The NAACP is sending representatives next week to a session of the United Nations Human Rights Council in Geneva, Switzerland to argue that minority community members are facing clear voter suppression efforts in the United States, NAACP President Ben Jealous said during a press call on Thursday.
McClatchy reports: "The Geneva appearance is part of an NAACP strategy rooted in the 1940s and 1950s, when the group looked to the United Nations and the international community for support in its domestic battle for civil rights for blacks and against lynching."
"This will be the first time in decades that we as an organization are before the council with a specific complaint about actions being taken here in the US," Jealous said during the call. "The first time was in 1947, when W.E.B. Du Bois delivered his speech and appealed to the world." And continued:
"Now, like then, the principal concern is voting rights. In the past year, more states have passed more laws, pushing more voters out of the ballot box, than at any point since the rise of Jim Crow. We have seen ... voters have their votes blocked by specific states like South Carolina, Texas, Mississippi, Wisconsin and so forth during the past 12 months. These include strict voter-ID bills, so-called registration-ID bills, bans on formerly incarcerated people voting and a range of other mechanisms that diminish access to the polls among minority populations."
Since last year, 15 states have passed new voting laws; currently 38 states, including some of those 15, are weighing legislation to require people to show government-approved photo identification or provide proof of citizenship before casting their ballots.
Other changes adopted or under consideration by states include restricting voter registration drives by third-party groups such as the League of Women Voters and the NAACP; curtailing or eliminating early voting; doing away with same-day voter registration; and rescinding the right to vote of convicted felons who have served their time. [...]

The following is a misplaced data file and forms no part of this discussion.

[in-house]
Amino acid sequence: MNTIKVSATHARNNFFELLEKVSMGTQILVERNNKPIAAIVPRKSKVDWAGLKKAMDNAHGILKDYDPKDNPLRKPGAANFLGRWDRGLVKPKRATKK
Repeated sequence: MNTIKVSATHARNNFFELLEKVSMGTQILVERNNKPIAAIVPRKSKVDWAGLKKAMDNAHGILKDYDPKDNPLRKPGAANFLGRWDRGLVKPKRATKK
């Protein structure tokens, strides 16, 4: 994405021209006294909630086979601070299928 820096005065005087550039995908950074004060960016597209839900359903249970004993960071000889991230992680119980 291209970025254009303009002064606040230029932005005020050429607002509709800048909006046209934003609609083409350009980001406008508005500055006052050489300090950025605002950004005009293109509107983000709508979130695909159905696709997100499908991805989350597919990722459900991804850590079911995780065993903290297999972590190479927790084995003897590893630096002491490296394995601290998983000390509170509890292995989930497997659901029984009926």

The NAACP, civil liberties groups, voting experts and some lawmakers say the new laws smack of poll taxes and literacy tests — devices that in previous generations blocked blacks from voting.
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A study last year by New York University's Brennan Center for Justice said the new laws "may sharply tilt the political terrain for the 2012 election" by restricting voting access to 5 million people — most of them minority, elderly, young or low-income earners.
States that have adopted new laws account for 171 electoral votes in 2012 — or 63 percent of the 270 electoral votes needed to win the presidency, the Brennan Center report said.
The study also found that more than 21 million Americans don't possess government-issued photo identification. The NAACP estimates that about 25 percent of African-Americans nationwide don't possess the proper documentation to meet ID requirements.
The Root.com adds:
It is unknown how binding a U.N. recommendation would be, Jealous acknowledged. But a negative ruling would help shame state officials into doing the right thing, he said. Such a ruling could hurt states in the pocketbook because many leaders seek investments overseas, he said. "It's not good business to be seen as an active abuser of human rights," he said.
The NAACP is scheduled to make an oral presentation on March 14 and afterward will present its report titled "Defending Democracy: Confronting Modern Barriers to Voting Rights in America" (pdf), which was released in December. The report found that 11 percent of Americans do not have government-issued identification. Among African Americans, 25 percent do not have the documents required to vote.
The report also noted that 14 states, mostly Republican-led, have enacted 25 restrictive voting measures. Legislators in states that have passed the measures say the laws are important because they help prevent identity fraud at the ballot box.
Lastly, Jealous added: "The U.N. is the world's forum for both promoting and defending democracy. In these hyper-partisan times in the U.S., we believe it is important for them to weigh in on what is happening here in our democracy. Our democracy is precious, not just to the citizens of this country but to the world."